Next, it was time to insert our new injectors in the rails. To lubricate the O-rings and prevent them from tearing, FIC recommends dish soap. It may seem odd, but they have no negative effect on the rings and once they are dry leave almost no residue behind. After being soaped up, they slid right in.

Before sliding the rails back in place, we first installed our fuel injector adapters. The outgoing injectors are an old style called EV1 and use a Jetronic connector. Our new injectors are an improved design called EV14 and use a Uscar connector. This facilitates the necessity of using the adapters so that our stock wiring harness can plug into the new injectors. We found it easiest to install these before the rails go back in.


Here you can see the 1,000cc injector in its new home along with the Jetronic to USCAR harness adapter.

We were then ready to slide the fuel rails home. Since we had so much trouble with the rear connectors in the first place, we made sure to connect the two rear fuel injectors before the rails were fully in place. This made it much easier to do. After the rails were pushed down into the bosses in the intake, we reinstalled the four bolts that hold them down. After that, we reconnected the fuel line and reconnected the rest of the fuel injectors. We were now ready for E85—at least from a physical stand point.


While a conversion to E85 does require some updates to the fuel system, we felt that they were well worth the effort in terms of performance and future reliability when running boost. We know that there are many positives and negatives to the argument, but for us it made complete sense.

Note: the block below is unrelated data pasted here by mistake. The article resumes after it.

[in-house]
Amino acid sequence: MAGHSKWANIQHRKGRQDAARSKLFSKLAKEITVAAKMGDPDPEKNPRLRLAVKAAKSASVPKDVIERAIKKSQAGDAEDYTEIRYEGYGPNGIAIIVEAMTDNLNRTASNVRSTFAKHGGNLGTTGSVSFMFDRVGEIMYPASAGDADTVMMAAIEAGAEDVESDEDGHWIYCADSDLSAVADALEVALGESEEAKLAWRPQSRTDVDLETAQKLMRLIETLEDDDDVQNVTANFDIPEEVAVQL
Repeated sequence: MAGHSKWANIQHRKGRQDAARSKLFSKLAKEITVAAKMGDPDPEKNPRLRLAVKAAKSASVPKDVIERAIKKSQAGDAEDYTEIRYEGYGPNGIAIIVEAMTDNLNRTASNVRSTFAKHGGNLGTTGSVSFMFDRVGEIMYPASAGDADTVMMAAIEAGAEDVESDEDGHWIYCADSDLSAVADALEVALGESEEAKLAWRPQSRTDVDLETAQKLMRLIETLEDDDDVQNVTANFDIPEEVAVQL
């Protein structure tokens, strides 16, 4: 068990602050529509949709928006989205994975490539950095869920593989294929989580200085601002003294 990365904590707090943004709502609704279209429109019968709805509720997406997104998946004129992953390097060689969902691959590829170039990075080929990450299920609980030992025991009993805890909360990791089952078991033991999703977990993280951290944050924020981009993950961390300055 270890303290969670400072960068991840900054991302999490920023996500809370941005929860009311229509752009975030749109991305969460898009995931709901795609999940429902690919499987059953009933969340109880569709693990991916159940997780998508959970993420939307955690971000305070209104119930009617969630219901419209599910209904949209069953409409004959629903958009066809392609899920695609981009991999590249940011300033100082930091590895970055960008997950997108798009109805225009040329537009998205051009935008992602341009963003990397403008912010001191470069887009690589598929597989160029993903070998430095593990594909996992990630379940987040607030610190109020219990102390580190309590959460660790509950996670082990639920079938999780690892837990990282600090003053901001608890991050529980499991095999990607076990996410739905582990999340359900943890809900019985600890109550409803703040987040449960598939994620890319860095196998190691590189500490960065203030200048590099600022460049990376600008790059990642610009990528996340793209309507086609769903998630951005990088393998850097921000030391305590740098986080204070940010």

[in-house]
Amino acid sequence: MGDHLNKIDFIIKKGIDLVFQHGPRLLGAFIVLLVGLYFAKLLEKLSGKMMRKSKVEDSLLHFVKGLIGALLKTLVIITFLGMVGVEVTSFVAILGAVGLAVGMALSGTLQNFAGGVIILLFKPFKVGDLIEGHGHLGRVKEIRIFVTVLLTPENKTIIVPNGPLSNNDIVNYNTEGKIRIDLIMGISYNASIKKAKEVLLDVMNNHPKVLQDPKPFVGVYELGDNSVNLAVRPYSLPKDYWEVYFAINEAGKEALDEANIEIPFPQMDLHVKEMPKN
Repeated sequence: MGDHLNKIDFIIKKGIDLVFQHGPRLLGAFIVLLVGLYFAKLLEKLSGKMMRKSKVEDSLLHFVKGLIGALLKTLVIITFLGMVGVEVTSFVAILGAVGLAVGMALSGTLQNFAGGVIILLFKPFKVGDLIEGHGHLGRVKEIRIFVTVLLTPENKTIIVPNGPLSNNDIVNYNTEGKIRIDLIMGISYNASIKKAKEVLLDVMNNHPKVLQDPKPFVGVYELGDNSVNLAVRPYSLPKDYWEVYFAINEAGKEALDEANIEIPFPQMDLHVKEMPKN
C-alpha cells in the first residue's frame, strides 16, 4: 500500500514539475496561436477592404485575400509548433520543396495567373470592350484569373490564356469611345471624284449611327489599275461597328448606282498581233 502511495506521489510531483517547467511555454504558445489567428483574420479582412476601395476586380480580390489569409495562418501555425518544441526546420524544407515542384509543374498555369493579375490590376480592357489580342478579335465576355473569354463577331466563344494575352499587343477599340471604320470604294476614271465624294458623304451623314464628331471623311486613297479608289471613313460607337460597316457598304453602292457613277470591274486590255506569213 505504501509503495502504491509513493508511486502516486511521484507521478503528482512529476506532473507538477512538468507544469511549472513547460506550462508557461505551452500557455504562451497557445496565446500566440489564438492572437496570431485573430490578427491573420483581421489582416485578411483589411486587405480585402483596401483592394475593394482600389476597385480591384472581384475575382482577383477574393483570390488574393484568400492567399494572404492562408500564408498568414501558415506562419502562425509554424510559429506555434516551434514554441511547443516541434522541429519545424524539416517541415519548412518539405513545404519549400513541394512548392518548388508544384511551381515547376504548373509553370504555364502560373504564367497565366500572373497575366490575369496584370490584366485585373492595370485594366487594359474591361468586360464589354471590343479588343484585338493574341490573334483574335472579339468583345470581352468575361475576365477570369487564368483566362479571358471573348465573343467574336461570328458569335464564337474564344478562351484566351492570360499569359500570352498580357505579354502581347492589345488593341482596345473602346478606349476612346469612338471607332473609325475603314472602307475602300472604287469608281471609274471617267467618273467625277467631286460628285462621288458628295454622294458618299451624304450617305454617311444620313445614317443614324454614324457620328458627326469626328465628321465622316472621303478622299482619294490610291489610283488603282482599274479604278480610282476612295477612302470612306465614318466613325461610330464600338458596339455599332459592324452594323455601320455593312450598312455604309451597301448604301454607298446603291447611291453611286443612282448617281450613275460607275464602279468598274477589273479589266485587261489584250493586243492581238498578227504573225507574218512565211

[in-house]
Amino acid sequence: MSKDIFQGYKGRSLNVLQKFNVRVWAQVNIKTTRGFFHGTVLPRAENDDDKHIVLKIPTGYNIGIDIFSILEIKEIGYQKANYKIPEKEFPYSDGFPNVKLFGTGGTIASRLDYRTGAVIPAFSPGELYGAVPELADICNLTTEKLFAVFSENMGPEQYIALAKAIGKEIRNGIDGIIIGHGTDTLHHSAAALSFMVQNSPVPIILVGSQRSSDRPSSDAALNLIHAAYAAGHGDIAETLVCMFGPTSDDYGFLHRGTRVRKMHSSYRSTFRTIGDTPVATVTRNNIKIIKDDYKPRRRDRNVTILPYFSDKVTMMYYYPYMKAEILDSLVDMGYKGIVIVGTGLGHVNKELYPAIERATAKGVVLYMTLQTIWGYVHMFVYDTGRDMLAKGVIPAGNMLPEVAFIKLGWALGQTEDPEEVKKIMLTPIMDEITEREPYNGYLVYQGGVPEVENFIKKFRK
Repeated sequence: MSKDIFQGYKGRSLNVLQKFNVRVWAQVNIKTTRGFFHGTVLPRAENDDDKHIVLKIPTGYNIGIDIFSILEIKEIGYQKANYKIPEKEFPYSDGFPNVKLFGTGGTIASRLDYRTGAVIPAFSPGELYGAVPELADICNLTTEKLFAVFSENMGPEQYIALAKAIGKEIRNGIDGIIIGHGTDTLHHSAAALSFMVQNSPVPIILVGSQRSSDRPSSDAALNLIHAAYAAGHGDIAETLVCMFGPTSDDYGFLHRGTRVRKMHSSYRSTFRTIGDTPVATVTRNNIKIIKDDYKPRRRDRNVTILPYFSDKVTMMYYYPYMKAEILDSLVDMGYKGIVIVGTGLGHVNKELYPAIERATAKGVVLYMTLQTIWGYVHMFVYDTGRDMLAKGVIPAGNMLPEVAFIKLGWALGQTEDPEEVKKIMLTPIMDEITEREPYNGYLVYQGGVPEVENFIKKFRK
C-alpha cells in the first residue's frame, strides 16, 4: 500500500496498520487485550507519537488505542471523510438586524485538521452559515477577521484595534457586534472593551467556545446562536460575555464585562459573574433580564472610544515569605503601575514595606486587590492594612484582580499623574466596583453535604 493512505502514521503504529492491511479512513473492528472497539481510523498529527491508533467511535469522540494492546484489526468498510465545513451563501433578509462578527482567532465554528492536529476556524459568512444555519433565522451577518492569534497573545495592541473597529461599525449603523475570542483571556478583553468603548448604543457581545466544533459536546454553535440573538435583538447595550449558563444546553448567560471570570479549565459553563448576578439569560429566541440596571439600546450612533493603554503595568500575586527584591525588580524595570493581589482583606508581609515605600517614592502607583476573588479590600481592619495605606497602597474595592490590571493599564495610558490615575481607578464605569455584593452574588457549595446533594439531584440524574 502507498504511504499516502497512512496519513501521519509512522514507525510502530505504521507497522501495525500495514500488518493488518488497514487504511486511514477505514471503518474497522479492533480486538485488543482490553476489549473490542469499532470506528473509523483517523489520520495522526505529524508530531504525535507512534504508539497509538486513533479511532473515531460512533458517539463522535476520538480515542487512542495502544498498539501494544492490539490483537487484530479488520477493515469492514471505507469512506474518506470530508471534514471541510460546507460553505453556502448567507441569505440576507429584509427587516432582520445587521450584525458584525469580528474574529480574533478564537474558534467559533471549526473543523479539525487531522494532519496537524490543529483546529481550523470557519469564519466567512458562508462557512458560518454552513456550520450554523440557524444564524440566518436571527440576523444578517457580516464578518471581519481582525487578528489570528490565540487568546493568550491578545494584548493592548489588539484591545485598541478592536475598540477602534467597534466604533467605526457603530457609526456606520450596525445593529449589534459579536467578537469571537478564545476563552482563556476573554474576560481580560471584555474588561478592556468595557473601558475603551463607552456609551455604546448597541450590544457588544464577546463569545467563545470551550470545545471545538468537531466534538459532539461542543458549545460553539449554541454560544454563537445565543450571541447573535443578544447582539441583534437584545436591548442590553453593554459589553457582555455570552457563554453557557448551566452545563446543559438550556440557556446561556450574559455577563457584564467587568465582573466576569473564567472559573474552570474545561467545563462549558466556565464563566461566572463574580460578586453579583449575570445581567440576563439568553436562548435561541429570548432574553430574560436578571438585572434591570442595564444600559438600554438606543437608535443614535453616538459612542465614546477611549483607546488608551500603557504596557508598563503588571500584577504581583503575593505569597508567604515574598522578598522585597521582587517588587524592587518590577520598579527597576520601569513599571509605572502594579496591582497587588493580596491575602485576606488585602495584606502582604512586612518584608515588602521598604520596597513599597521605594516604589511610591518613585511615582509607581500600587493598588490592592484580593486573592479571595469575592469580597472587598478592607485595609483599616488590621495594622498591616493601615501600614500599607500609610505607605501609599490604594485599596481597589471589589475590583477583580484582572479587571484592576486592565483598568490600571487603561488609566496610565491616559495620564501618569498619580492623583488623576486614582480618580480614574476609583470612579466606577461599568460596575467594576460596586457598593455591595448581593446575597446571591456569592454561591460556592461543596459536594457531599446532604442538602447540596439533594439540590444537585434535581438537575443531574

In our next article, we will discuss what it took to get our E85 LS1 up and running from a software standpoint as we tune the car with EFILive. Stay tuned for a how-to on E85 tuning and for the final power numbers on our E85 Camaro.

Article Sources

About the author

Chase Christensen

Chase Christensen hails from Salt Lake City, and grew up around high-performance GM vehicles. He took possession of his very first F-body— an ’86 Trans Am— at the age of 13 and has been wrenching ever since.
Read My Articles

Late Model LS Power in your inbox.

Build your own custom newsletter with the content you love from LSX Magazine, directly to your inbox, absolutely FREE!

Free WordPress Themes

We will safeguard your e-mail and only send content you request.

LSX Magazine - The Late Model GM Magazine for Camaro


We'll send you the most interesting LSX Magazine articles, news, car features, and videos every week.

LSX Magazine - The Late Model GM Magazine for Camaro


We will safeguard your e-mail and only send content you request.

LSX Magazine - The Late Model GM Magazine for Camaro


Thank you for your subscription.

Subscribe to more FREE Online Magazines!

We think you might like...

Classic Chevy Magazine
Drag Racing
Engine Tech

LSX Magazine - The Late Model GM Magazine for Camaro

Thank you for your subscription.

Subscribe to more FREE Online Magazines!

We think you might like...

  • chevyhardcore Classic Chevy Magazine
  • dragzine Drag Racing
  • enginelabs Engine Tech

LSX Magazine - The Late Model GM Magazine for Camaro


Thank you for your subscription.

Thank you for your subscription.

LSX Magazine - The Late Model GM Magazine for Camaro

Thank you for your subscription.

Thank you for your subscription.